In this book, H. L. Pohlman reconstructs the dramatic story of this murder case and traces its disposition through the criminal justice system. Drawing on interviews with participants as well as court records, he closely examines competing interpretations of the evidence. Was the attack a hate crime? A sex crime? A class crime? At the same time, he shows how a broad range of substantive and procedural issues -- from the rights of the accused to evaluation of potential mitigating circumstances -- can influence the assessment of culpability in homicide cases.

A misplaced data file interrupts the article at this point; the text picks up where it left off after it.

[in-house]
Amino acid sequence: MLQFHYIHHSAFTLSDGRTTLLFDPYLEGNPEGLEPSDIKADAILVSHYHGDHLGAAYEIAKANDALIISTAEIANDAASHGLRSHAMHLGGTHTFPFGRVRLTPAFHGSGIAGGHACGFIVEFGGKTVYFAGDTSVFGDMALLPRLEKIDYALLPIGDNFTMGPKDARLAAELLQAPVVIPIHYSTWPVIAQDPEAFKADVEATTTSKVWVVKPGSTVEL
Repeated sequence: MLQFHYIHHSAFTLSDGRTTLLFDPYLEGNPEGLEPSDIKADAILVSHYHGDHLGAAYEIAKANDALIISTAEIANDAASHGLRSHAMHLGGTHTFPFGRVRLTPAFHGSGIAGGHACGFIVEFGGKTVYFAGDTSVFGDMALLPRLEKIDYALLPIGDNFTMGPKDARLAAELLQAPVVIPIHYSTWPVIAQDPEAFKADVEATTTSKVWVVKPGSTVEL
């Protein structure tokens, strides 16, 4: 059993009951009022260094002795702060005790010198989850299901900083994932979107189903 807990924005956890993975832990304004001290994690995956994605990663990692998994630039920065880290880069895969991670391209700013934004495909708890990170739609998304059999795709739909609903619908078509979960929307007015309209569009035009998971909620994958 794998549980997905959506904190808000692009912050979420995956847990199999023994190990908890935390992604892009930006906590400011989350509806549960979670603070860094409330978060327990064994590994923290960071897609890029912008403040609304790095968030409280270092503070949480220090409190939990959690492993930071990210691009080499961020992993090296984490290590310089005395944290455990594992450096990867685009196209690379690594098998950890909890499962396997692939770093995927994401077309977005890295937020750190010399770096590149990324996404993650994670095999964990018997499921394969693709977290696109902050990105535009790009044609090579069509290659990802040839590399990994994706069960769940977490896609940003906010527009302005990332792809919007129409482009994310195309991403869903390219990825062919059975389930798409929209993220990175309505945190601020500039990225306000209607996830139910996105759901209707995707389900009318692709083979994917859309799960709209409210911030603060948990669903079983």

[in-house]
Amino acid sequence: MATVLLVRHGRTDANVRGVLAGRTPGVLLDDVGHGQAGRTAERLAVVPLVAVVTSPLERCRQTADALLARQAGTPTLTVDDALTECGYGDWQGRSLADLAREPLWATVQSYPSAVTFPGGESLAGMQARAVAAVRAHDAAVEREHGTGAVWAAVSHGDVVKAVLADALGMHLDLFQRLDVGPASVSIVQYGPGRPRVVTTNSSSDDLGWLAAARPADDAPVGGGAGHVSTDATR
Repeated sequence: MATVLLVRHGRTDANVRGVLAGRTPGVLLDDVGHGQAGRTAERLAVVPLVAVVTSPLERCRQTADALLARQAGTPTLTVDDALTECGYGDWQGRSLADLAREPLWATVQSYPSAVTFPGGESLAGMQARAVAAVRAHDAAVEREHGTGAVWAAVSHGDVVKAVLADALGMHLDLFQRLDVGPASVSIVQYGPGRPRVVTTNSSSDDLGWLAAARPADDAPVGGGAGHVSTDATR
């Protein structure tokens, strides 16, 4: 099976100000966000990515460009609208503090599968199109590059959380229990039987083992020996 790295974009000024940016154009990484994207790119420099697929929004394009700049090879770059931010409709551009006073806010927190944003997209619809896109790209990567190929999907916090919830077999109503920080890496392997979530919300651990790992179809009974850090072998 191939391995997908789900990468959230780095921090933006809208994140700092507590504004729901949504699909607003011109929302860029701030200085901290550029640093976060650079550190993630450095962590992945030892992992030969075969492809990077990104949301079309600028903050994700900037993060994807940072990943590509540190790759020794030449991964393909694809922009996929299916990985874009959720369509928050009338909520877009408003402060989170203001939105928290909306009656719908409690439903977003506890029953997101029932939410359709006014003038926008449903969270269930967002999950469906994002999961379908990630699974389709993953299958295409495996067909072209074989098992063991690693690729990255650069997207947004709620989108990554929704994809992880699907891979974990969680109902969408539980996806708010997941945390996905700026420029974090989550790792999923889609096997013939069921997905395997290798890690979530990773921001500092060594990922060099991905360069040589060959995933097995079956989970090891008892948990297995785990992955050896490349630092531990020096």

Much of Pohlman's analysis centers around two fundamental and related questions: To what extent did the adversarial system facilitate or hinder the discovery of the "whole truth" in the Carr case? And was justice served? Pohlman concludes by revisiting the ongoing debate over the nature of the American criminal justice system and the legitimacy of its ultimate sanction -- the death penalty.